Jude concludes with a short Doxology, which is an expression of praise to God.  He is the One who can prevent us from stumbling and falling prey to false teaching. He is the One who will cause us to appear before God holy and pure. Glory, majesty and power to Him through Jesus Christ!

And no more of these false teachers and their nonsense!

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“But dear friends…”

But, dear friends, remember what the apostles of our Lord Jesus Christ foretold. They said to you, “In the last times there will be scoffers who will follow their own ungodly desires.” These are the people who divide you, who follow mere natural instincts and do not have the Spirit.

Jude 17-19

Jude is sharing his final thoughts now, thoughts that are both encouraging and practical.  The first of these is to remember what the Apostles have taught, with a characterization reminiscent of both Paul and John, not to mention of Jesus Himself.  There will be “scoffers”.  Jude has already stated that they scoff at Christ, authority, angels and at anything they don’t understand. Having rejected any authority, what are they left with? Only their own evil desires with the result that they are teaching others to engage in sexual immorality; how convenient! At the risk of stating the obvious, if a person wants to be sexually immoral, he or she will need someone to do it with… These are people who cause division in the church as they pry some away from the Truth of Christ, and away from godly teaching.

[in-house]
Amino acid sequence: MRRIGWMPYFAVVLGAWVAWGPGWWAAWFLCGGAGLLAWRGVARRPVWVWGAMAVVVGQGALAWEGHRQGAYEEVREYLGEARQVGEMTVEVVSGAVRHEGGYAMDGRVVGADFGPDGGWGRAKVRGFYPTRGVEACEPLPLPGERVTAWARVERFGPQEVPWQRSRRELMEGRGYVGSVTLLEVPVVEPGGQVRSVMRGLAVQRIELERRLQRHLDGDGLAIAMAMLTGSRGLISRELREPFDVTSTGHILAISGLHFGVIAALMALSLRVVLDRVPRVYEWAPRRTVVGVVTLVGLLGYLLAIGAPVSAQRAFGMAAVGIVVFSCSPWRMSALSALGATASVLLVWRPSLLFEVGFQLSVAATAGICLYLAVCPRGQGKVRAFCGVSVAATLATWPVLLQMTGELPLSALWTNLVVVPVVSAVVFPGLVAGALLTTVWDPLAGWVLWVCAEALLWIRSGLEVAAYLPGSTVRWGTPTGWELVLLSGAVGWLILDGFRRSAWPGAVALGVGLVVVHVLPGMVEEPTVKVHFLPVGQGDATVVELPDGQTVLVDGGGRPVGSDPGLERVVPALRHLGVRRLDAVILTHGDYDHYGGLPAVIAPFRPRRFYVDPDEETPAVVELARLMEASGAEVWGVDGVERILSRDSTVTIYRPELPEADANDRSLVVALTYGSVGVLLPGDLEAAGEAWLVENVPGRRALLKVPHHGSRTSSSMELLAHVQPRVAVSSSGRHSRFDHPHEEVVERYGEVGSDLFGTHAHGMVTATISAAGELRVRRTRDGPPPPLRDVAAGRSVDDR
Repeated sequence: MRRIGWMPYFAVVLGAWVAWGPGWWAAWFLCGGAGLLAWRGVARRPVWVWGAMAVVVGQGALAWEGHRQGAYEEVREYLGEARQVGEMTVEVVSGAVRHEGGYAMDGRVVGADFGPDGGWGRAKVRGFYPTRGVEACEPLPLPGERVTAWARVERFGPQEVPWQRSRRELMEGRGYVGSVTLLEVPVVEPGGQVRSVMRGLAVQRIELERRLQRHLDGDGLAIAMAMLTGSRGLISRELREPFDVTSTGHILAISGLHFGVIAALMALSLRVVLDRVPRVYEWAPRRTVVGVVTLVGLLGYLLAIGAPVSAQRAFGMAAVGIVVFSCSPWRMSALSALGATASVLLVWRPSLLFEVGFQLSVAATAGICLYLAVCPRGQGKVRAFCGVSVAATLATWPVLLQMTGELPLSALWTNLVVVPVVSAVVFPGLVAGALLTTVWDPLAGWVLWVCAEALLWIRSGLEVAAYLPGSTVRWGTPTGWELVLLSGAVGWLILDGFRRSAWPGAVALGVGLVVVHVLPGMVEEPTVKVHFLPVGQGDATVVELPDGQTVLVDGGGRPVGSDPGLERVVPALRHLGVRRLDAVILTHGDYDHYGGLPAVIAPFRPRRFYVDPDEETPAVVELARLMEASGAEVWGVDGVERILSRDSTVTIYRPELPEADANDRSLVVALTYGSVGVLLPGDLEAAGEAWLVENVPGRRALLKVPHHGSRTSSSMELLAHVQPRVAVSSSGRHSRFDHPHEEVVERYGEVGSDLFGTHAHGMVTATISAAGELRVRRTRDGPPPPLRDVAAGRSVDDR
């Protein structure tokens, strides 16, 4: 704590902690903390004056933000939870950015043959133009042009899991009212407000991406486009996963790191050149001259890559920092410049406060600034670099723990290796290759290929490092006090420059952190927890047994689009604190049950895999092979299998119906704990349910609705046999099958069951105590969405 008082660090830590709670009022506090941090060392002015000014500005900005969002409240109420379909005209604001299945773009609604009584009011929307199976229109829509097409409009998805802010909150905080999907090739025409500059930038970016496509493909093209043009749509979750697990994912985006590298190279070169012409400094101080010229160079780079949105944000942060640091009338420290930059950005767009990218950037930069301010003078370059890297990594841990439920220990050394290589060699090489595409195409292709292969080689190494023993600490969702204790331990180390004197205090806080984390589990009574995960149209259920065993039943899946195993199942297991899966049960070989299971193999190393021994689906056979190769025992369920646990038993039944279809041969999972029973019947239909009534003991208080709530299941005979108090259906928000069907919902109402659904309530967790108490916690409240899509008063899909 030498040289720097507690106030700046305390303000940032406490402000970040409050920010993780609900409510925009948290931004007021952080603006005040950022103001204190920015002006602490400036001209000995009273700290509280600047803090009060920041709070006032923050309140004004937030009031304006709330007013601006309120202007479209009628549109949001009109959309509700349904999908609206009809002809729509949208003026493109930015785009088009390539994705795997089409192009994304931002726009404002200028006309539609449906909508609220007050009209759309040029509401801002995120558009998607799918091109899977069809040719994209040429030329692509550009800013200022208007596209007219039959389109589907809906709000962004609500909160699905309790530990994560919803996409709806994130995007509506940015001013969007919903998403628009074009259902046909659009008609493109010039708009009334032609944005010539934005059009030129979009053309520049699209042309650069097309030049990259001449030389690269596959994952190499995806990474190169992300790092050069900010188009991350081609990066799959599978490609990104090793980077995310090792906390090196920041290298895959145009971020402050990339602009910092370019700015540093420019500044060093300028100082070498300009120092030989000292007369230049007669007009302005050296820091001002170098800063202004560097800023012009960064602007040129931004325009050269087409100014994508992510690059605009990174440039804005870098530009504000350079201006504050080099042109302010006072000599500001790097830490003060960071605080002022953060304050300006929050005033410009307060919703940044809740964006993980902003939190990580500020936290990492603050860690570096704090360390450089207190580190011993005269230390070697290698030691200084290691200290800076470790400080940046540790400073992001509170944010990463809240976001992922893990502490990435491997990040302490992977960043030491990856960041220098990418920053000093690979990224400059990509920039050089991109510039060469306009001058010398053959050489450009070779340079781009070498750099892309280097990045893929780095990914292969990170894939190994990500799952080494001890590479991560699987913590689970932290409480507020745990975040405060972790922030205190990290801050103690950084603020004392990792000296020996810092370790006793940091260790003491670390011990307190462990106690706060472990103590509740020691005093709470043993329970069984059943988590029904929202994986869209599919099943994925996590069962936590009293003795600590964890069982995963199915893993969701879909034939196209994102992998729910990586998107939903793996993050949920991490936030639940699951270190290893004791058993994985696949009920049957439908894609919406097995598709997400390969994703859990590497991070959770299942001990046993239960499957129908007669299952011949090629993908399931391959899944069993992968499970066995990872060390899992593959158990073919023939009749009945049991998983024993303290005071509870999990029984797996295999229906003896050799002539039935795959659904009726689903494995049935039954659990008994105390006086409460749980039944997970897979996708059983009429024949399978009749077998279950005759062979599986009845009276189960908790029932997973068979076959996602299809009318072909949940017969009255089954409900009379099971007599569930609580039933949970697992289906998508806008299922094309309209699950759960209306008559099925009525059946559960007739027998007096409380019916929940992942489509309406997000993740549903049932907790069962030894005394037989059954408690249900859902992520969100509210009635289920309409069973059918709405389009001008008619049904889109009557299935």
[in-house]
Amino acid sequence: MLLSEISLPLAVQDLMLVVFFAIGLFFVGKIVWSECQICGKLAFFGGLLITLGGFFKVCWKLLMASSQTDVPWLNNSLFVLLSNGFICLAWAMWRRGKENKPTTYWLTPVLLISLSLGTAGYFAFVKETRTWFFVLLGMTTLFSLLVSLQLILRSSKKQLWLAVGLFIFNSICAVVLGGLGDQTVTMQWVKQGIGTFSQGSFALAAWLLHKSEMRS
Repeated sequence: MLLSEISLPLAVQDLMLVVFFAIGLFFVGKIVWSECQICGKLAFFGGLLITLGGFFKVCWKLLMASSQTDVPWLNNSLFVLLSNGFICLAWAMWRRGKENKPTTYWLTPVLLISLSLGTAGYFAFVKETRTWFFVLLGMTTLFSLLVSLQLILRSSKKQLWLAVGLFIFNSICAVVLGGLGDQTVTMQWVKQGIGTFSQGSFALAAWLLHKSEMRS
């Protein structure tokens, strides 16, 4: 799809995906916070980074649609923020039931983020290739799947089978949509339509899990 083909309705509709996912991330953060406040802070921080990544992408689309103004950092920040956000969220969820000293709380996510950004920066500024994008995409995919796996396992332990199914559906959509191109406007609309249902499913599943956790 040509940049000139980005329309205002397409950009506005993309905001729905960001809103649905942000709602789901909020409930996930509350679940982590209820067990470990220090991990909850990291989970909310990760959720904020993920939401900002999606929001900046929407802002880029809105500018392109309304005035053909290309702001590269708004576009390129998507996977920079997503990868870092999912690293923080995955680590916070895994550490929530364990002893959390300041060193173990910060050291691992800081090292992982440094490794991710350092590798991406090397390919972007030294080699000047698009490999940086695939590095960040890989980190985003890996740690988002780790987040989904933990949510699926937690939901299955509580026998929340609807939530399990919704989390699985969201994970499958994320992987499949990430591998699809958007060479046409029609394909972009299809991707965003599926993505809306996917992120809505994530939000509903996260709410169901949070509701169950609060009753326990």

But you, dear friends, by building yourselves up in your most holy faith and praying in the Holy Spirit, keep yourselves in God’s love as you wait for the mercy of our Lord Jesus Christ to bring you to eternal life.

Jude 20-21

Now Jude turns to the practical: When faced with false teaching of any sort, we have a choice. This is true with any kind of temptation; there is always a choice.  We can choose to build ourselves up in our faith and by praying in the Spirit we can keep ourselves in God’s loving presence.  Over the years I’ve had conversations with quite a number of people who were struggling with temptations and sin; they just can’t seem to shake them off.  When I ask how their prayer life is going, they always tell me how strong it is and how great their relationship is with the Lord.  At first, this would confuse me, but then I learned to listen more carefully, to ask more questions, and sooner or later they always reveal whether intentionally or not, that they don’t have much of a prayer life, if any at all, and that they really don’t have much of a relationship with Christ. It always comes down to the same thing in the end, for they are focused almost entirely on themselves.

It doesn’t have to be that way!

Start talking to God; work on that relationship.  It doesn’t need to be anything so formal and difficult, just start talking to Him.

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Tell Us How You Really Feel!